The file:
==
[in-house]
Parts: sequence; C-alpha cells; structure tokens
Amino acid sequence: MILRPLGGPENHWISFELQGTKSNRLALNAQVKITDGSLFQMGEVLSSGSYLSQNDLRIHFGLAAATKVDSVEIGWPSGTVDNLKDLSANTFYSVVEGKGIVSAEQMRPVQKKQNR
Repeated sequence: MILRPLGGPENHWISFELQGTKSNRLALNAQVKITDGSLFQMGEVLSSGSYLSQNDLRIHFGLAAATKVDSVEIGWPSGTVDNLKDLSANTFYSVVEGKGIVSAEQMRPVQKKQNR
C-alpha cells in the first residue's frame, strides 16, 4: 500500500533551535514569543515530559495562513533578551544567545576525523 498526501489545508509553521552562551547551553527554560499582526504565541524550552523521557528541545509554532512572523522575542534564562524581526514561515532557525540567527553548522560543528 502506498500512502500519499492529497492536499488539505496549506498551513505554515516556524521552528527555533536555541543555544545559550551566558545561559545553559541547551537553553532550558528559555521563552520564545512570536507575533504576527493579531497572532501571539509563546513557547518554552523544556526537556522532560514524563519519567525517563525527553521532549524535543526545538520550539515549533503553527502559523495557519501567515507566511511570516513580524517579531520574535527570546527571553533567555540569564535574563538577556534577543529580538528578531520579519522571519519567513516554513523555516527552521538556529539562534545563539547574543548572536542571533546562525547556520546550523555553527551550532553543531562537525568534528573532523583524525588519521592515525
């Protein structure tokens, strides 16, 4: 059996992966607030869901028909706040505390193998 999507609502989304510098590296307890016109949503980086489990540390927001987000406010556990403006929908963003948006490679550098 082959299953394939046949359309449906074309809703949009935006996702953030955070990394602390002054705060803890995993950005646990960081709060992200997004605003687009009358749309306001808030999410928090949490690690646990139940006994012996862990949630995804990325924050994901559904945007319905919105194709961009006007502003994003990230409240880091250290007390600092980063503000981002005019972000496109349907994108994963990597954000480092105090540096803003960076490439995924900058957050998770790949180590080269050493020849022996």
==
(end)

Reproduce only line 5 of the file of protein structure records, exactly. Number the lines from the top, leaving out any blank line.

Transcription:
C-alpha cells in the first residue's frame, strides 16, 4: 500500500533551535514569543515530559495562513533578551544567545576525523 498526501489545508509553521552562551547551553527554560499582526504565541524550552523521557528541545509554532512572523522575542534564562524581526514561515532557525540567527553548522560543528 502506498500512502500519499492529497492536499488539505496549506498551513505554515516556524521552528527555533536555541543555544545559550551566558545561559545553559541547551537553553532550558528559555521563552520564545512570536507575533504576527493579531497572532501571539509563546513557547518554552523544556526537556522532560514524563519519567525517563525527553521532549524535543526545538520550539515549533503553527502559523495557519501567515507566511511570516513580524517579531520574535527570546527571553533567555540569564535574563538577556534577543529580538528578531520579519522571519519567513516554513523555516527552521538556529539562534545563539547574543548572536542571533546562525547556520546550523555553527551550532553543531562537525568534528573532523583524525588519521592515525